Ultraviolet is a recommended application that can be added to any swimming pool. However, it should only be used as a secondary pool water disinfectant. A primary disinfectant,  such as chlorine or bromine,  still needs to be used at all times. Chlorine/bromine have a very important property which UV lacks – the ability to provide a residual level of disinfectant in the pool water contained within the tank itself. This means chlorine/bromine can remain in the pool water actively attacking pathogens at the moment they are introduced, whereas a UV system can only disinfect the water that passes through the UV chamber within the pools recirculation system. Once the water has left the chamber, it is vulnerable to be re-infected by swimmers.

 

UV systems are particularly suited to both chloramine destruction and disinfection. The resulting effect is a cleaner, healthier, and more pleasant atmosphere both in and around the pool. The potential dangers caused by Trichloramines are significantly reduced, and the danger of infection by harmful microorganisms is also eliminated.

 

There are a variety of considerations to be taken into account when choosing an Ultra Violet system and different lamps are used in different applications. The nature of the decision can be quite detailed, making it important to find the right swimming pool professional who can assist in finding the right application for you and your aquatic facility.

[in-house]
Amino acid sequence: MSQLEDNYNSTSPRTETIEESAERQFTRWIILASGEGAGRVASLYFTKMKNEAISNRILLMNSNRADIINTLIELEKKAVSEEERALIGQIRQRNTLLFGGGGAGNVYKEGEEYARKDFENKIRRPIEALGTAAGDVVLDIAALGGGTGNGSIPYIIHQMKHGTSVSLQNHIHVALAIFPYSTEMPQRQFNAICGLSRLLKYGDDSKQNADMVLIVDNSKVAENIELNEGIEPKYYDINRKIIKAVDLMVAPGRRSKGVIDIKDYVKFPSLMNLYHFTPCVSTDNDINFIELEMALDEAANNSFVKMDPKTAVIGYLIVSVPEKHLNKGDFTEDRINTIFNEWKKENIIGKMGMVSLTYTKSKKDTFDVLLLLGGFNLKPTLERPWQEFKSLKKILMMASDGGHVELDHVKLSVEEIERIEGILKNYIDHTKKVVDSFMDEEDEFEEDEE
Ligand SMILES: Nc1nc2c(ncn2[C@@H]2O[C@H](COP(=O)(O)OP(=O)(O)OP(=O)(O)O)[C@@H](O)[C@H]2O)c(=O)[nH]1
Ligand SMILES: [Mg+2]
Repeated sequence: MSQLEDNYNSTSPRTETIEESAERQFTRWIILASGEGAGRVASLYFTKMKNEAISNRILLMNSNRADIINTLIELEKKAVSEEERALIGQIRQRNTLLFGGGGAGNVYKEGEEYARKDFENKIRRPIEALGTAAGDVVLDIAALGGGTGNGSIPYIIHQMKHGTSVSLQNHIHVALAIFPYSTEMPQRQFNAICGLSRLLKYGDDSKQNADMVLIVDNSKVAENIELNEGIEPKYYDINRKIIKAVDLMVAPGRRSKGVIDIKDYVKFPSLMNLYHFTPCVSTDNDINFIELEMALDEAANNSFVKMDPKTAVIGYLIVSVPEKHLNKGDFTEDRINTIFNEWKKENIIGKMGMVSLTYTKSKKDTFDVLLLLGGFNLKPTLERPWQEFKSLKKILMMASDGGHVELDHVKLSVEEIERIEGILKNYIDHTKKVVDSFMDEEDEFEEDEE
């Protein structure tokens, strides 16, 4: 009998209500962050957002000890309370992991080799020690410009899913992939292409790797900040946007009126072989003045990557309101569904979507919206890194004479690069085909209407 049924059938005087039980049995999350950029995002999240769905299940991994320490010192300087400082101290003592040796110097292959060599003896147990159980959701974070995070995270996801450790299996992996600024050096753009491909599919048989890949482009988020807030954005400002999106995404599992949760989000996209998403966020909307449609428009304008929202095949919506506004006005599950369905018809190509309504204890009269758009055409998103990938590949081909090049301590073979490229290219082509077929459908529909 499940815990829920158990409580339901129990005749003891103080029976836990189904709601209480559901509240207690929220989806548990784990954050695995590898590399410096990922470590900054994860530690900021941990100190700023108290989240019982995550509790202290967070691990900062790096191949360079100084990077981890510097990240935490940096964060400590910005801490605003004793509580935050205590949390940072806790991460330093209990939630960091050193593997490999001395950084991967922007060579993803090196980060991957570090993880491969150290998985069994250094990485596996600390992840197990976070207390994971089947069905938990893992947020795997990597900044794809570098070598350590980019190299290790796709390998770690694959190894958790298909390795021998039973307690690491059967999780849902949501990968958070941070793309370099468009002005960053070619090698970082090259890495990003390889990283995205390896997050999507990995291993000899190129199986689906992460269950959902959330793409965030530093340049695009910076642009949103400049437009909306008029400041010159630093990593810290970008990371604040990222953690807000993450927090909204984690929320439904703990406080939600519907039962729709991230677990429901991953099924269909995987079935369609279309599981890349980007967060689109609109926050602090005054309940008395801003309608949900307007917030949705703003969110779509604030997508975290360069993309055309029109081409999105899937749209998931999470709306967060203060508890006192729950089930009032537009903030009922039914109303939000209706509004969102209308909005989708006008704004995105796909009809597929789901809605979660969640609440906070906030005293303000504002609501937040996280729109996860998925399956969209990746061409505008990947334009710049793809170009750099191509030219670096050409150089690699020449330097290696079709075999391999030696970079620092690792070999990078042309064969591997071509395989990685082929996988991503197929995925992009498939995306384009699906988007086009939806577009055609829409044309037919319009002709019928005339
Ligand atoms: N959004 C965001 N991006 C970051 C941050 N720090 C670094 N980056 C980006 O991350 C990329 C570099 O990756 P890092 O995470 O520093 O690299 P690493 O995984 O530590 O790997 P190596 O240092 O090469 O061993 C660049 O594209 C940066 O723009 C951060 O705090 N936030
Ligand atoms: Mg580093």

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Water Chemistry: Finding the Balance

Water Chemistry is a significant part of the operation of your pool. Maintaining proper water chemistry in your pool will not only ensure the safety of your bathers, but also can increase the longevity of your entire pool system.

 

There are five chemical parameters that need to be monitored, in addition to the oxidiser used to keep the pool clean and balanced. The oxidiser, or disinfectant, is used to destroy impurities in the water, helping maintain a safe, clean swimming environment. The five chemical parameters all have inverse relationships and all impact the overall water environment in very different ways. It’s important, as a pool operator, that these parameters are carefully monitored, and adjusted when needed, to be kept within the Ontario Health Code requirements, as well as to ensure the adjustments don’t throw the other levels out of range.

 

pH LEVELS

pH levels and total alkalinity are two chemical parameters who work together, and can even be thought of as the best friends of water chemistry. Like most friendships, when treated properly (or balanced in this case), the friendship grows and strengthens, but if one friend is not being considered (pH or total alkalinity), the relationship can become sour quickly.